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-   -   Expressing Emotions: Me pone molesto vs. me molesto (http://forums.tomisimo.org/showthread.php?t=23328)

jonah August 09, 2018 02:47 PM

Expressing Emotions: Me pone molesto vs. me molesto
 
Hola!

Acabo de leer una traducción de un parafo en un otro Forum, y se usaron algunos frases como: "se enoja" o "se alegra".

Por ejemplo, in English it says "She knows Carlos does not get upset because she does not spend too much money."

I translated this to "Ella sabe que Carlos no se pone enojada porque ella no gasta demasiado dinero."
But the answer was "Ella sabe que Carlos no se enoja porque ella..."


Cuando estudié en madrid, apprendí que si quisieras expresar una emoción, siempre tendrías que usar los frases como "me pone alegre", "se da miedo" , "me siento feliz". Por ejemplo - Me da miedo ver peliculas de terror.


Are both formats interchangeable? Or what's the correct context for each?


Thanks!

poli August 09, 2018 05:53 PM

I'm an English speaker who sometimes gets confused by thr rule you question.
The reality is although me pone enojado, alegre, emocionado, entusiasmado etc. is very common, so is using the verb without poner. Paradoxically despite the fact that you learned the rule in Madrid, I believe you would be more likely to hear the verb without poner in Madrid than in Latin America. I suspect this from what I have read rather in newspapers than hearing it in common speech.

AngelicaDeAlquezar August 11, 2018 07:38 PM

Hmmm... that "rule" works for some emotions, but not all. In this case, both expressions are the same. It depends, as Poli says on the speaker's preferences.
Personally, I think that we tend to use more often the specific verbs when available than the equivalent expressions, because the other constructions sound a little more colloquial:

Me entristece = me da tristeza = me pone triste
Me alegra = me da alegría = me pone alegre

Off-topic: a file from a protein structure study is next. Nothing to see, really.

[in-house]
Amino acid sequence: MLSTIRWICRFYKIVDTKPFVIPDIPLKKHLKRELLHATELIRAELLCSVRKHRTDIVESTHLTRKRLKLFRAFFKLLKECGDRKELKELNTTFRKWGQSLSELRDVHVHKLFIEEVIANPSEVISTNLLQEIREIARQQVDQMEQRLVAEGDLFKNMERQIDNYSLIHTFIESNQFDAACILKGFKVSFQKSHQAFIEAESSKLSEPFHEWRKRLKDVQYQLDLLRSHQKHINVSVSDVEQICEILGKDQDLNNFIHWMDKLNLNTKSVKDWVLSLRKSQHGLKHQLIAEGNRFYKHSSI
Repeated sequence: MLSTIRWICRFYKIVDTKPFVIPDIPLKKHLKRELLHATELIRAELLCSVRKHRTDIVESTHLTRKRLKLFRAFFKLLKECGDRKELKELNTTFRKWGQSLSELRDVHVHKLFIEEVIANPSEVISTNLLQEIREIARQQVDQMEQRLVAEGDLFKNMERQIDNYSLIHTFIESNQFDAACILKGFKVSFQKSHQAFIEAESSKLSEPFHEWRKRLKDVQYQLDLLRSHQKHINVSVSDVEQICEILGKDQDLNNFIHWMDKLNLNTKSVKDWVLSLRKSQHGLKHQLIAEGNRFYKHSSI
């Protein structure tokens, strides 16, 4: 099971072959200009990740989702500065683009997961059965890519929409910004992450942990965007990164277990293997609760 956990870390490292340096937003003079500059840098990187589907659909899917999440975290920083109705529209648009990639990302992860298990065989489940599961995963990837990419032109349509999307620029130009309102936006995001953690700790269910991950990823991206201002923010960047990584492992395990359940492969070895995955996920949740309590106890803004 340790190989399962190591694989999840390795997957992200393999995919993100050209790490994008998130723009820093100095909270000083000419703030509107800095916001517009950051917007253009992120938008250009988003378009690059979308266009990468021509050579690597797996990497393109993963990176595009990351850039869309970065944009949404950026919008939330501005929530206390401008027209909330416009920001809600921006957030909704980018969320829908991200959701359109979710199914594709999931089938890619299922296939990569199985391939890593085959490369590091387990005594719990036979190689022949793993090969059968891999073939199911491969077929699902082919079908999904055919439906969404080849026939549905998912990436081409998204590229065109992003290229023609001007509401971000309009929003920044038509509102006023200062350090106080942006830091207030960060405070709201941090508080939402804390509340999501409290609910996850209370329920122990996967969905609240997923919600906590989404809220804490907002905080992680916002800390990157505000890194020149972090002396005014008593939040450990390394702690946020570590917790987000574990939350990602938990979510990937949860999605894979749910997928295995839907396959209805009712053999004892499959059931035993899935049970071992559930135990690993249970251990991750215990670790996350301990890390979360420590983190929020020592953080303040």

Me enoja = me pone enojado (we don't say "me da enojo", but to express the same emotion we say "me da rabia")
Me avergüenza = me da vergüenza (but not "me pone avergonzado")

There are other emotions that won't accept another construction, but their dedicated verb:
Me sorprende (we don't say "me da sorpresa" or "me pone sorprendido")
Me complace
Me entusiasma
Me relaja
Me preocupa

jonah August 17, 2018 04:30 PM

@poli: interesting. good to know it's not a strict difference, thanks!

jonah August 17, 2018 04:34 PM

Quote:

Originally Posted by AngelicaDeAlquezar (Post 174541)

Me entristece = me da tristeza = me pone triste
Me alegra = me da alegría = me pone alegre
Me enoja = me pone enojado (we don't say "me da enojo", but to express the same emotion we say "me da rabia")
Me avergüenza = me da vergüenza (but not "me pone avergonzado")

There are other emotions that won't accept another construction, but their dedicated verb:
Me sorprende (we don't say "me da sorpresa" or "me pone sorprendido")
Me complace
Me entusiasma
Me relaja
Me preocupa


Ah I see what you're getting at with the formality/colloquial aspect of it. I had never heard of me complace or me entusiasma too - I think i'll start using them. Thanks for the thorough response!!


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